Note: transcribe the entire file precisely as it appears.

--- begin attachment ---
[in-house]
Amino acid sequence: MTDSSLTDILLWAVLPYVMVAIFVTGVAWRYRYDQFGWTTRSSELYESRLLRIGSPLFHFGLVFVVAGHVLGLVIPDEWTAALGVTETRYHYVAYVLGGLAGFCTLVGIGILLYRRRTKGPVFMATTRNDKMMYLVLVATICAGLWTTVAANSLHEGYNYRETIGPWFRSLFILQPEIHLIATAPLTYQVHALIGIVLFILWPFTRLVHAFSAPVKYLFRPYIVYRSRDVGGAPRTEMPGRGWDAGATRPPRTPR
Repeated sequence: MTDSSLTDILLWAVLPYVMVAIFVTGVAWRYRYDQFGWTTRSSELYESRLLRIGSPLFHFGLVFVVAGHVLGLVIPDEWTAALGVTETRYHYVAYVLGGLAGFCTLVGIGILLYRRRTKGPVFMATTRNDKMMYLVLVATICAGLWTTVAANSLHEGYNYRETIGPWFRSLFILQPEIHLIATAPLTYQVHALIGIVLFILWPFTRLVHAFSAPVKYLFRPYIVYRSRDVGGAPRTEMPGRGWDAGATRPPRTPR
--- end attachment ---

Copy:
[in-house]
Amino acid sequence: MTDSSLTDILLWAVLPYVMVAIFVTGVAWRYRYDQFGWTTRSSELYESRLLRIGSPLFHFGLVFVVAGHVLGLVIPDEWTAALGVTETRYHYVAYVLGGLAGFCTLVGIGILLYRRRTKGPVFMATTRNDKMMYLVLVATICAGLWTTVAANSLHEGYNYRETIGPWFRSLFILQPEIHLIATAPLTYQVHALIGIVLFILWPFTRLVHAFSAPVKYLFRPYIVYRSRDVGGAPRTEMPGRGWDAGATRPPRTPR
Repeated sequence: MTDSSLTDILLWAVLPYVMVAIFVTGVAWRYRYDQFGWTTRSSELYESRLLRIGSPLFHFGLVFVVAGHVLGLVIPDEWTAALGVTETRYHYVAYVLGGLAGFCTLVGIGILLYRRRTKGPVFMATTRNDKMMYLVLVATICAGLWTTVAANSLHEGYNYRETIGPWFRSLFILQPEIHLIATAPLTYQVHALIGIVLFILWPFTRLVHAFSAPVKYLFRPYIVYRSRDVGGAPRTEMPGRGWDAGATRPPRTPR